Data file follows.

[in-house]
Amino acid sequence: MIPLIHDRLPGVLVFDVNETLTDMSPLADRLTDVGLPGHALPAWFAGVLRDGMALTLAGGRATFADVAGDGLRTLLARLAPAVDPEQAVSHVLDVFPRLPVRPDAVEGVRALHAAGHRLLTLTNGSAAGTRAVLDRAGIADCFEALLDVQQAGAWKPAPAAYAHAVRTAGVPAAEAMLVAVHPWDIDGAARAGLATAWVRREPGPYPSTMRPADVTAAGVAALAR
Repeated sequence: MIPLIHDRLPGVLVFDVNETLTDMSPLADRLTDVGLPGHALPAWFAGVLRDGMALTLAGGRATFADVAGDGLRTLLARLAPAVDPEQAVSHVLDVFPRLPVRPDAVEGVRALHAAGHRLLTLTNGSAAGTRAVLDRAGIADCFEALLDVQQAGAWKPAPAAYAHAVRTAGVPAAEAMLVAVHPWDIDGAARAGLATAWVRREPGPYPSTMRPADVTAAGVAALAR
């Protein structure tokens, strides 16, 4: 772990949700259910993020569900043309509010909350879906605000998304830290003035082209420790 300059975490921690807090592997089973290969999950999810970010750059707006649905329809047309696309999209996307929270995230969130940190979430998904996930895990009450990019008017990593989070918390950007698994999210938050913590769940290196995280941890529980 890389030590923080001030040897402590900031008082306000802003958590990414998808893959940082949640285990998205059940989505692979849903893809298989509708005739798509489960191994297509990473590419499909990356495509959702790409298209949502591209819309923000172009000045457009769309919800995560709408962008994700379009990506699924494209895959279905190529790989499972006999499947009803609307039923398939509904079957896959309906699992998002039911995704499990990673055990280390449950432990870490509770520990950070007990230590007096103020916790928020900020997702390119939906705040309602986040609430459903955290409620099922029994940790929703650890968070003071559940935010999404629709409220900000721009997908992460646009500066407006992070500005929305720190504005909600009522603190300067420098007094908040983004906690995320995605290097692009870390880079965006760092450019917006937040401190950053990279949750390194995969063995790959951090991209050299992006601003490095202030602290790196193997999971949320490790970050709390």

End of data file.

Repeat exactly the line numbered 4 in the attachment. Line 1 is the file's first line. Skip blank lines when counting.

């Protein structure tokens, strides 16, 4: 772990949700259910993020569900043309509010909350879906605000998304830290003035082209420790 300059975490921690807090592997089973290969999950999810970010750059707006649905329809047309696309999209996307929270995230969130940190979430998904996930895990009450990019008017990593989070918390950007698994999210938050913590769940290196995280941890529980 890389030590923080001030040897402590900031008082306000802003958590990414998808893959940082949640285990998205059940989505692979849903893809298989509708005739798509489960191994297509990473590419499909990356495509959702790409298209949502591209819309923000172009000045457009769309919800995560709408962008994700379009990506699924494209895959279905190529790989499972006999499947009803609307039923398939509904079957896959309906699992998002039911995704499990990673055990280390449950432990870490509770520990950070007990230590007096103020916790928020900020997702390119939906705040309602986040609430459903955290409620099922029994940790929703650890968070003071559940935010999404629709409220900000721009997908992460646009500066407006992070500005929305720190504005909600009522603190300067420098007094908040983004906690995320995605290097692009870390880079965006760092450019917006937040401190950053990279949750390194995969063995790959951090991209050299992006601003490095202030602290790196193997999971949320490790970050709390």